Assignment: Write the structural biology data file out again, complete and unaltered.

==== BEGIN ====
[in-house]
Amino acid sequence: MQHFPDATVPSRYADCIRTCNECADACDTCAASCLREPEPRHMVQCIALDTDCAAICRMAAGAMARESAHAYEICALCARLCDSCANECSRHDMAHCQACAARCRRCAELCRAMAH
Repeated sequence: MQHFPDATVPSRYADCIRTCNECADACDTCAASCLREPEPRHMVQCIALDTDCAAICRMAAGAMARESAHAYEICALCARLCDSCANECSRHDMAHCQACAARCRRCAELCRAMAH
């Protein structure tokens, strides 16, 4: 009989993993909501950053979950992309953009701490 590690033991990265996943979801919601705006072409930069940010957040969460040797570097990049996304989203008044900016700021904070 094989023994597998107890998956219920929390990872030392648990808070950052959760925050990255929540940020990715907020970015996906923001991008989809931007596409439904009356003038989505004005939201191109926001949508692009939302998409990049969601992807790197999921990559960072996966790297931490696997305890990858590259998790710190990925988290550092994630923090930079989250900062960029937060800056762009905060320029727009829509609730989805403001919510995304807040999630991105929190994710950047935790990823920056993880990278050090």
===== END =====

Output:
[in-house]
Amino acid sequence: MQHFPDATVPSRYADCIRTCNECADACDTCAASCLREPEPRHMVQCIALDTDCAAICRMAAGAMARESAHAYEICALCARLCDSCANECSRHDMAHCQACAARCRRCAELCRAMAH
Repeated sequence: MQHFPDATVPSRYADCIRTCNECADACDTCAASCLREPEPRHMVQCIALDTDCAAICRMAAGAMARESAHAYEICALCARLCDSCANECSRHDMAHCQACAARCRRCAELCRAMAH
């Protein structure tokens, strides 16, 4: 009989993993909501950053979950992309953009701490 590690033991990265996943979801919601705006072409930069940010957040969460040797570097990049996304989203008044900016700021904070 094989023994597998107890998956219920929390990872030392648990808070950052959760925050990255929540940020990715907020970015996906923001991008989809931007596409439904009356003038989505004005939201191109926001949508692009939302998409990049969601992807790197999921990559960072996966790297931490696997305890990858590259998790710190990925988290550092994630923090930079989250900062960029937060800056762009905060320029727009829509609730989805403001919510995304807040999630991105929190994710950047935790990823920056993880990278050090």